Many who attended recent protests against a perceived watering down of blasphemy laws say they are inspired by Mumtaz Qadri, a policeman executed for killing a governor known for supporting a Christian woman charged with blasphemy.

This March 1, 2016 photo shows mourners  in Rawalpindi, Pakistan hold the photo of police officer Mumtaz Qadri, the man who murdered a former governor over religious convictions, after he was hanged.
This March 1, 2016 photo shows mourners in Rawalpindi, Pakistan hold the photo of police officer Mumtaz Qadri, the man who murdered a former governor over religious convictions, after he was hanged. (AP)

Mumtaz Qadri was part of Punjab Governor Salman Taseer's official security detail in 2011 when he gunned down the politician. Why? Because Taseer spoke out in support of a Christian woman, Aasia Bibi, charged with blasphemy, something Qadri said justified his actions.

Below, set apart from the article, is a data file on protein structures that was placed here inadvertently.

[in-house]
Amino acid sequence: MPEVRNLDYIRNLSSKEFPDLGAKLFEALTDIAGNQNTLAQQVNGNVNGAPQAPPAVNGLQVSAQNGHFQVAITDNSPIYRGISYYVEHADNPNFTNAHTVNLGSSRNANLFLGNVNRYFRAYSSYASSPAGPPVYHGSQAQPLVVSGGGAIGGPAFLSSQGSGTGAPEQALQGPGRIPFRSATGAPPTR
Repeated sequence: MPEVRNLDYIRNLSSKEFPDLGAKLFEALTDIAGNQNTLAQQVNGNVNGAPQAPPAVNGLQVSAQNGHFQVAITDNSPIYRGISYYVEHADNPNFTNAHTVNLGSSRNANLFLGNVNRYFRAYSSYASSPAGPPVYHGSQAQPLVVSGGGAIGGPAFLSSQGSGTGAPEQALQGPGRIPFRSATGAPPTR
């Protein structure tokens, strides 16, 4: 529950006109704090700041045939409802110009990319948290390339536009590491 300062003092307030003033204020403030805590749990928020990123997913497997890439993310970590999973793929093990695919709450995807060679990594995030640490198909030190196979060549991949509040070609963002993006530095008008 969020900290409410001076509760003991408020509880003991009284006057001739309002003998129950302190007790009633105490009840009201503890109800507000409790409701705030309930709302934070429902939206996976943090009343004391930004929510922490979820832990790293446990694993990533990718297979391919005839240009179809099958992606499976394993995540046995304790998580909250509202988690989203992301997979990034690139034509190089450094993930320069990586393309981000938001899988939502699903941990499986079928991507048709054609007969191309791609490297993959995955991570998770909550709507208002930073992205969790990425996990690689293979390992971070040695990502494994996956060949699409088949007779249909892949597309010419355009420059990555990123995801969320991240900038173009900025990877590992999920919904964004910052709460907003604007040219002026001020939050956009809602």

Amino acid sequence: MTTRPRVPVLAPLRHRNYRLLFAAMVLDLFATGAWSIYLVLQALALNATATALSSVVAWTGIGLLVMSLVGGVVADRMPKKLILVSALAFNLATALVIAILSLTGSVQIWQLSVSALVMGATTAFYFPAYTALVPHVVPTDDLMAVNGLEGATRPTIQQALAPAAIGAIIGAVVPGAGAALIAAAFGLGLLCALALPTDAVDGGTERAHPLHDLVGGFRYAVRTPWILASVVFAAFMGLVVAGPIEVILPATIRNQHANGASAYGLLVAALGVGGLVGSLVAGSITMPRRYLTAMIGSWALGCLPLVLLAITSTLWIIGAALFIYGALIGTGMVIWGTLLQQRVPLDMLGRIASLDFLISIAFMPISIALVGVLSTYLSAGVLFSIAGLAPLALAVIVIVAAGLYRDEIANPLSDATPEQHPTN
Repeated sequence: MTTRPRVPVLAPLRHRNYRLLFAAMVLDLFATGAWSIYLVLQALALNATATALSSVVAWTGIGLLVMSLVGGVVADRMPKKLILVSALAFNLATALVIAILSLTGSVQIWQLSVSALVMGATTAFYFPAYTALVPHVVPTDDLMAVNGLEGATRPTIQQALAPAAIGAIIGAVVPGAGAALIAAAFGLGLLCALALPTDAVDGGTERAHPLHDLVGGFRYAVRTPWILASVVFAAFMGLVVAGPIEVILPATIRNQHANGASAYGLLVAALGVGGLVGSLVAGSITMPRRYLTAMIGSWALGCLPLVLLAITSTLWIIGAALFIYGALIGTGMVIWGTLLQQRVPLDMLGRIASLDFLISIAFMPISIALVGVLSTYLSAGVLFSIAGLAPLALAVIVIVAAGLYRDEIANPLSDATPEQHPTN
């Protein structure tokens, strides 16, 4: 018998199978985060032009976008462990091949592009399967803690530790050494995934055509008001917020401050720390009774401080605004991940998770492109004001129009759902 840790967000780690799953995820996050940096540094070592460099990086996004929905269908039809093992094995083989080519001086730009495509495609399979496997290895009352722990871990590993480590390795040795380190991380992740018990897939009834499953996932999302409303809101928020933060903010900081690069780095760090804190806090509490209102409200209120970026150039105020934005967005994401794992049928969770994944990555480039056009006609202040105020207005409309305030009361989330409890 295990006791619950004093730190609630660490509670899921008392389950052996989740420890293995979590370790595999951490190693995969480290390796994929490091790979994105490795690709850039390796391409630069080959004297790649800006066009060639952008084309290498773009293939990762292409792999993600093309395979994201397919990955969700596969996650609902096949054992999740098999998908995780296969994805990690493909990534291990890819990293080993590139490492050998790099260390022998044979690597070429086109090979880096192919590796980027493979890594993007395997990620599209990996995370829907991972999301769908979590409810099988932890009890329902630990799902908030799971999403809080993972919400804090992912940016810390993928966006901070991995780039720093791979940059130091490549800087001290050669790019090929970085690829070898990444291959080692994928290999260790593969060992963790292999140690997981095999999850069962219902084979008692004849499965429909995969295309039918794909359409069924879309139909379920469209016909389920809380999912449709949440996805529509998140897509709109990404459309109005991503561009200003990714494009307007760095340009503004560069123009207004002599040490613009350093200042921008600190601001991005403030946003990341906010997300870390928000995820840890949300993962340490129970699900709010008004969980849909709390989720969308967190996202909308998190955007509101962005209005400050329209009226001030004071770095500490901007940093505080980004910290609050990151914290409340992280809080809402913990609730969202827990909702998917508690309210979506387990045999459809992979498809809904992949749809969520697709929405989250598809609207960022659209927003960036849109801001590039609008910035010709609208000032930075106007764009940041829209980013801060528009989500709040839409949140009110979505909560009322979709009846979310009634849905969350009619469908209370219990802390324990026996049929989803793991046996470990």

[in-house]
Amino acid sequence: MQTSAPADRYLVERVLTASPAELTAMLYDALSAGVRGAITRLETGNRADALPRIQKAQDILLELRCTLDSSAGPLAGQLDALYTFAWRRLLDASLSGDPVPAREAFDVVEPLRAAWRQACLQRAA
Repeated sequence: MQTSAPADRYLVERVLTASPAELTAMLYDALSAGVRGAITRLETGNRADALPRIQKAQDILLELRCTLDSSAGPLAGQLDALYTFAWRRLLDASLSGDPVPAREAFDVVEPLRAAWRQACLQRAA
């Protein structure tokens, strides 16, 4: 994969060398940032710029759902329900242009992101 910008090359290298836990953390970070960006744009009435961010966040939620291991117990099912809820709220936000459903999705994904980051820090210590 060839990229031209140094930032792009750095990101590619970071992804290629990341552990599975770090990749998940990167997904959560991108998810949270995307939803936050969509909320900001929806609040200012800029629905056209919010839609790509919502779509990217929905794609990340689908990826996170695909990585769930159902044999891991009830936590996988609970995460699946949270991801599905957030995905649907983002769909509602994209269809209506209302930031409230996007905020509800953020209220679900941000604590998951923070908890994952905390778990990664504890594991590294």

Qadri, who was executed by the state for the murder of Taseer in 2016, was a follower of the Barelvi Sunni religious sect in Pakistan. His supporters showered him with petals when he appeared for his court hearings and when he was sentenced to death, religious parties protested in several cities, arguing Qadri was merely "defending religion."

After he was hanged, hundreds of thousands of people took part in his funeral and a shrine was built for Qadri.

Recent protests in Pakistan resurrected Qadri via the sentiment of protecting current blasphemy laws; some demonstrators even held up posters of Qadri. 

As this controversial figure’s legacy lingers or even thrives, Taseer’s Shehryar says the murderer of his father cannot be a saint.

TRT World’s Ali Mustafa reports from Bhara Kahu in Punjab, Pakistan.

Source: TRT World